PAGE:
16 February 2010
The 58-page report, The Repression of ethnic minority activists in Myanmar, draws on accounts from more than 700 activists from the seven largest ethnic minorities, including the Rakhine, Shan, Kachin, and Chin, covering a two-year period from August 2007.
The authorities have arrested, imprisoned, and in some cases tortured or even killed ethnic minority activists. Minority groups have also faced extensive surveillance, harassment and discrimination when trying to carry out their legitimate activities.
“Ethnic minorities play an important but seldom acknowledged role in Myanmar’s political opposition,” said Benjamin Zawacki, Amnesty International’s Myanmar expert. “The government has responded to this activism in a heavy-handed manner, raising fears that repression will intensify before the elections.”
Many activists told Amnesty International that they faced repression as part of a larger movement, as in Rakhine and Kachin States during the 2007 Buddhist monk-led “Saffron Revolution”. Witnesses described the killings and torture of monks and others by the security forces during its violent suppression of peaceful demonstrations in those states.
Others said they were pursued for specific actions, such as organizing an anti-dam signature campaign in Kachin State.
Even relatively simple expressions of political dissent were met with punishment as when Karenni youths were detained for floating small boats on a river with “No” (to the 2008 draft Constitution) written on them.
“Activism in Myanmar is not confined to the central regions and urban centres. Any resolution of the country’s deeply troubling human rights record has to take into account the rights and aspirations of the country’s large population of ethnic minorities,” said Benjamin Zawacki.
More than 2,100 political prisoners, including many from ethnic minorities, languish in Myanmar’s jails in deplorable conditions. Most are prisoners of conscience who have expressed their beliefs peacefully.
Amnesty International urged the government to lift restrictions on freedom of association, assembly, and religion in the run-up to the elections; to release immediately and unconditionally all prisoners of conscience and to remove restrictions on independent media to cover the campaigning and election process.
Amnesty International called on Myanmar’s neighbours in the Association of South East Asian Nations (ASEAN), as well as China, Myanmar’s biggest international supporter, to push the government to ensure that the people of Myanmar will be able to freely express their opinions, gather peacefully, and participate openly in the political process.
“The government of Myanmar should use the elections as an opportunity to improve its human rights record, not as a spur to increase repression of dissenting voices, especially those from the ethnic minorities,” said Benjamin Zawacki.
This year, Myanmar will hold its first national and local elections in two decades.
In 1990, two years after mostly peaceful anti-government protests resulted in the deaths of at least 3,000 demonstrators, the National League for Democracy (NLD) and a coalition of ethnic minority parties resoundingly won national elections.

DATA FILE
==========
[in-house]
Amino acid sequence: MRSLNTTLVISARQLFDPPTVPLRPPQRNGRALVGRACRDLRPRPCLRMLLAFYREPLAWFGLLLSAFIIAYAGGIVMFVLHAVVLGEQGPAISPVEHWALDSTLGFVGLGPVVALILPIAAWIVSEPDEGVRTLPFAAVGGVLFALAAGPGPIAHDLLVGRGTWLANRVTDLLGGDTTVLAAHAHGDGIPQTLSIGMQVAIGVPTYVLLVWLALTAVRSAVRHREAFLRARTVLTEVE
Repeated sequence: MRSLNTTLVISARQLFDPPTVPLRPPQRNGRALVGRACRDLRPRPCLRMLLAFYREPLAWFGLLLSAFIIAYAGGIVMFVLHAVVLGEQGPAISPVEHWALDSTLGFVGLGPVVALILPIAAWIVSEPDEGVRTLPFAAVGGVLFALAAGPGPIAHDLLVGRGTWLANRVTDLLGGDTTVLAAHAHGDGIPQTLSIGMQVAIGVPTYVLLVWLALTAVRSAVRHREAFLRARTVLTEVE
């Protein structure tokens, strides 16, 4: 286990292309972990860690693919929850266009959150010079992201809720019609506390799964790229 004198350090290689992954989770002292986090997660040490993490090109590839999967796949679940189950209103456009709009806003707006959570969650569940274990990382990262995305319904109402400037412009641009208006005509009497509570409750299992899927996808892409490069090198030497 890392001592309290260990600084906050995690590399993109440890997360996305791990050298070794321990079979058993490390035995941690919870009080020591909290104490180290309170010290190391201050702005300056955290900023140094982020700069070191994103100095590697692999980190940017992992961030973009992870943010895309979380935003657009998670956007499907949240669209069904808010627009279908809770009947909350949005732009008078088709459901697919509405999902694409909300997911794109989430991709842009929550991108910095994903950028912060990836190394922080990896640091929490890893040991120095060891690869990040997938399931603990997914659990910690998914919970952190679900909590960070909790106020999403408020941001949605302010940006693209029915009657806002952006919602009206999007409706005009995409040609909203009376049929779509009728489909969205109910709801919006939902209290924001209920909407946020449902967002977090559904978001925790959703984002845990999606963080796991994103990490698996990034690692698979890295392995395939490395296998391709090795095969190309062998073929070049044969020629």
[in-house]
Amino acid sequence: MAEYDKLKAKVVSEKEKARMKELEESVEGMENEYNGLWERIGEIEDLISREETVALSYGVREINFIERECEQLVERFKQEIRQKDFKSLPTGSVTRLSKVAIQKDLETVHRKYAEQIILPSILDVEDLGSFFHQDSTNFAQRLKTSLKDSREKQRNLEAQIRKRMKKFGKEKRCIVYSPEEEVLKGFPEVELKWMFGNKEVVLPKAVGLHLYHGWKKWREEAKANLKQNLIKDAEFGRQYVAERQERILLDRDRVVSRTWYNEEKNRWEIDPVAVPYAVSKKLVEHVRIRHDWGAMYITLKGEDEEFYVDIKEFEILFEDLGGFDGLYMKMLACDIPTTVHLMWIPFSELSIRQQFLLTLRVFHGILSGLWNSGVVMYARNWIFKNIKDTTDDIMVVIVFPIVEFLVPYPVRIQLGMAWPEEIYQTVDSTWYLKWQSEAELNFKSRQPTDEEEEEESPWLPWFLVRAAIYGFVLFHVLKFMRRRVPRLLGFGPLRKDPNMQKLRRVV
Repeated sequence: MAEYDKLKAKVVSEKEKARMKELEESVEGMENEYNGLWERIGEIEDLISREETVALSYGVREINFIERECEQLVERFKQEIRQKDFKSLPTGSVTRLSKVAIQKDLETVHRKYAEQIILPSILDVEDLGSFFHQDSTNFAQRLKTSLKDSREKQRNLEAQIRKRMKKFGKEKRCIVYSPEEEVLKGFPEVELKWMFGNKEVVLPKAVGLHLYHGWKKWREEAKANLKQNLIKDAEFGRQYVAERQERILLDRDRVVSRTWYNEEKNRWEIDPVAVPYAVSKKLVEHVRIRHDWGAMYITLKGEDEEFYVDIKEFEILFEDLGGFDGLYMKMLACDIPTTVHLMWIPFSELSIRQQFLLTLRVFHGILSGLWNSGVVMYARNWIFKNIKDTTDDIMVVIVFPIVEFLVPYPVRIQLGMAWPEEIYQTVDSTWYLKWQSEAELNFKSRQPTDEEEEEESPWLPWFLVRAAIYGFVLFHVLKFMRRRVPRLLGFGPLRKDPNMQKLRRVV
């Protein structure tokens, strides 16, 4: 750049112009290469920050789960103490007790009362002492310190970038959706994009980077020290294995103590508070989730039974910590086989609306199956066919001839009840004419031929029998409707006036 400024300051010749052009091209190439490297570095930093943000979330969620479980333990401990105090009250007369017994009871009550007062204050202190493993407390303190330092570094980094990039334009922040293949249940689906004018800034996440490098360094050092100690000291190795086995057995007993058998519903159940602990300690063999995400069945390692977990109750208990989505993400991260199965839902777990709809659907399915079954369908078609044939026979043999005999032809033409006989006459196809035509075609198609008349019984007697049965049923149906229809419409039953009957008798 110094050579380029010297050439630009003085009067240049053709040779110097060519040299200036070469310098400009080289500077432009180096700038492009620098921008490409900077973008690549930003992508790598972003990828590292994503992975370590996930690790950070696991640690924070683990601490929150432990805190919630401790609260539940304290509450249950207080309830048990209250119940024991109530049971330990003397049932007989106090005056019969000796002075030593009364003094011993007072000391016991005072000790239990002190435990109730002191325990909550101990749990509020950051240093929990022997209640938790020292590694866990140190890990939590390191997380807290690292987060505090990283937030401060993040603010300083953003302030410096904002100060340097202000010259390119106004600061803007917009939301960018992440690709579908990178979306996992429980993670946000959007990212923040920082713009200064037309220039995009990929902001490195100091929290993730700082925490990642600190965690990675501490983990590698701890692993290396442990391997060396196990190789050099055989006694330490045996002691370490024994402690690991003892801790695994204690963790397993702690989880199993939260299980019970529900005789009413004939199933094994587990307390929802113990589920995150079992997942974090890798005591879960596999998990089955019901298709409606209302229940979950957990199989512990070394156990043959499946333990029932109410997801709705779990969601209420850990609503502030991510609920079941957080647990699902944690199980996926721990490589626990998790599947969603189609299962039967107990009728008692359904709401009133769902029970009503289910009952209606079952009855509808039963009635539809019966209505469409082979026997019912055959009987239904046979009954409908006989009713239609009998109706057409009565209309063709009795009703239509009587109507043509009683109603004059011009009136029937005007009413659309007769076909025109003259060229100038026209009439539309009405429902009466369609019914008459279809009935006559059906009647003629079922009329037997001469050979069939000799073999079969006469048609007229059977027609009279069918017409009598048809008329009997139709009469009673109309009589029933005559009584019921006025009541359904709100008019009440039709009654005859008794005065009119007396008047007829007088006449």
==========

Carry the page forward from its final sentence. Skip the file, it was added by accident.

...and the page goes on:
The military government ignored the results, however, and continued their long-standing campaign against the political opposition.
Myanmar’s most well-known human rights activist, Daw Aung San Suu Kyi, leader of the NLD, has been under some form of detention for over 15 of the last 20 years.
In 2007, monks from ethnic minority Rakhine State initiated country-wide demonstrations against the government’s economic and political policies, in what has become known as the Saffron Revolution.
In May 2008, a week after Cyclone Nargis devastated the country, the government insisted on holding a referendum on the draft constitution. The official results were that 99 percent of the electorate had gone to the polls, 92.4 percent of whom had voted in favour. While the 2008 Constitution potentially allows for greater representation in local government, it ensures that the military will continue to dominate the national government.
Ethnic minorities constitute some 35-40 percent of the country’s population, and form the majority in the seven ethnic minority states. Each of the country’s largest seven ethnic minorities has engaged in armed insurgencies against the government, some of which continue to date.
Amnesty International has documented serious human rights violations and crimes against humanity by the government in the context of the Myanmar army’s campaigns against ethnic minority insurgent groups and civilians.
Myanmar: The repression of ethnic minority activists in Myanmar
Index Number: ASA 16/001/2010
Date Published: 16 February 2010
Report embargoed until 04.00 GMT 16 February 2010. Later this year, Myanmar will hold its first national and local elections in 20 years against a backdrop of political repression and unresolved armed conflicts. The country’s record on human rights is extremely poor. Myanmar’s 50 million people continue to suffer from poverty and public health challenges, wrought largely by the government’s long-standing economic mismanagement. As this report conveys, there are real reasons to fear that the 2010 elections will intensify the already severe repression of political critics, in particular those from the country’s large and diverse population of ethnic minorities.